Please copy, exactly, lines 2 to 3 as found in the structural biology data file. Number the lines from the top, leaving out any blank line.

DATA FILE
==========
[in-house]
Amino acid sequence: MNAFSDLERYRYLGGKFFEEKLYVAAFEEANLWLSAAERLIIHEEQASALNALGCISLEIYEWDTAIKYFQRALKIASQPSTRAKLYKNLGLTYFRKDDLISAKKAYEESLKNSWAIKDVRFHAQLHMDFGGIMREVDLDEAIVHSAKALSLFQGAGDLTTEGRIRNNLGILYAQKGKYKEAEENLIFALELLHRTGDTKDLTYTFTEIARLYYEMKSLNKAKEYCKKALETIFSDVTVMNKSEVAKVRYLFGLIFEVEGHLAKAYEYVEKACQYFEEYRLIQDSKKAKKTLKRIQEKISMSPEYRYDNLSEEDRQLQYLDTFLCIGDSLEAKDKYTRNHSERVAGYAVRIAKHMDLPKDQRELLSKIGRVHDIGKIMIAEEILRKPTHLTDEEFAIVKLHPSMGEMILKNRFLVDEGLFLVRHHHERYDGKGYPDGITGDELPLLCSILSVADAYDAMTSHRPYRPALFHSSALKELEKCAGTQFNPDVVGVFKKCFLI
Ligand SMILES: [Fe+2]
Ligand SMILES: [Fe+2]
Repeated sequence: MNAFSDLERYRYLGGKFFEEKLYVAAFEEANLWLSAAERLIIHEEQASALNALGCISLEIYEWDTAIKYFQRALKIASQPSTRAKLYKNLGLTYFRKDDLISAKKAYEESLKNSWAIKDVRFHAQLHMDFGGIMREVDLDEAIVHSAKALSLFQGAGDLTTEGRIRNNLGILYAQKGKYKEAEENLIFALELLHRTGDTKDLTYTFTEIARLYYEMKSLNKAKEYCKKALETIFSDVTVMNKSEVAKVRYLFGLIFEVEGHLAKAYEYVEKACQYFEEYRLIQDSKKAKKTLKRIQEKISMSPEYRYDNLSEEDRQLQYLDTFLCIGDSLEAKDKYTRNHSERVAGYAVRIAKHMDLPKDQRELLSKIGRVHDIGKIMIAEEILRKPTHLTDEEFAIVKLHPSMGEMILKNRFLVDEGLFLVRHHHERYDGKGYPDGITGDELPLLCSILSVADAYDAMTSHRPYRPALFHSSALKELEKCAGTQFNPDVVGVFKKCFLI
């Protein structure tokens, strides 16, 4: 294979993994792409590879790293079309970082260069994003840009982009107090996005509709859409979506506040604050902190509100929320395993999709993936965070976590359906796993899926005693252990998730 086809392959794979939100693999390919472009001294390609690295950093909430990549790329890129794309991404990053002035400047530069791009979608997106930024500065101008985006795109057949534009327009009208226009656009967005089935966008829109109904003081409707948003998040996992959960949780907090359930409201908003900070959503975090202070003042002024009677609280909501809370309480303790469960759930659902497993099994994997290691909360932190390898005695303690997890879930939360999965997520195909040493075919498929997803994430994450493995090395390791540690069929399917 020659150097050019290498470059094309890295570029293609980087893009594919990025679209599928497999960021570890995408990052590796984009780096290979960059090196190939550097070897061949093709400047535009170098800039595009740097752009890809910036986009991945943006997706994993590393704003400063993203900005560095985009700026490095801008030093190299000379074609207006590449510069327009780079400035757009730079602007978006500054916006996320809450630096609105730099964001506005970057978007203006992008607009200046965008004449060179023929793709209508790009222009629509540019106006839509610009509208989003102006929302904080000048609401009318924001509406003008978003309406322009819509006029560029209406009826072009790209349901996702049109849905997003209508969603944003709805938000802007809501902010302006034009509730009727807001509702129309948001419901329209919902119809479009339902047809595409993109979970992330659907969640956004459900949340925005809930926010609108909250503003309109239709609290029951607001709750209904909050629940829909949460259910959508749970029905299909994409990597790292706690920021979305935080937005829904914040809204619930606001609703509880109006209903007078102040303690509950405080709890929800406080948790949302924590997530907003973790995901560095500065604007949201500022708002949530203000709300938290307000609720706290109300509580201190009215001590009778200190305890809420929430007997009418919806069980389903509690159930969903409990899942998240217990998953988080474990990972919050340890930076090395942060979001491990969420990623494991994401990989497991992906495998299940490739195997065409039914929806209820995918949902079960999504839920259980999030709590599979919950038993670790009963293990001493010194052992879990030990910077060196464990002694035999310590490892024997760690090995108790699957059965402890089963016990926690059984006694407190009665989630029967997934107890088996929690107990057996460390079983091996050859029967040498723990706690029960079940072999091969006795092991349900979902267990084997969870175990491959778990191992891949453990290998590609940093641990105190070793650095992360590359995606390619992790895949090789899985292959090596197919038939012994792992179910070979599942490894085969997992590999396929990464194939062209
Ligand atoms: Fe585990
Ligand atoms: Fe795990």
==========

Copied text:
Amino acid sequence: MNAFSDLERYRYLGGKFFEEKLYVAAFEEANLWLSAAERLIIHEEQASALNALGCISLEIYEWDTAIKYFQRALKIASQPSTRAKLYKNLGLTYFRKDDLISAKKAYEESLKNSWAIKDVRFHAQLHMDFGGIMREVDLDEAIVHSAKALSLFQGAGDLTTEGRIRNNLGILYAQKGKYKEAEENLIFALELLHRTGDTKDLTYTFTEIARLYYEMKSLNKAKEYCKKALETIFSDVTVMNKSEVAKVRYLFGLIFEVEGHLAKAYEYVEKACQYFEEYRLIQDSKKAKKTLKRIQEKISMSPEYRYDNLSEEDRQLQYLDTFLCIGDSLEAKDKYTRNHSERVAGYAVRIAKHMDLPKDQRELLSKIGRVHDIGKIMIAEEILRKPTHLTDEEFAIVKLHPSMGEMILKNRFLVDEGLFLVRHHHERYDGKGYPDGITGDELPLLCSILSVADAYDAMTSHRPYRPALFHSSALKELEKCAGTQFNPDVVGVFKKCFLI
Ligand SMILES: [Fe+2]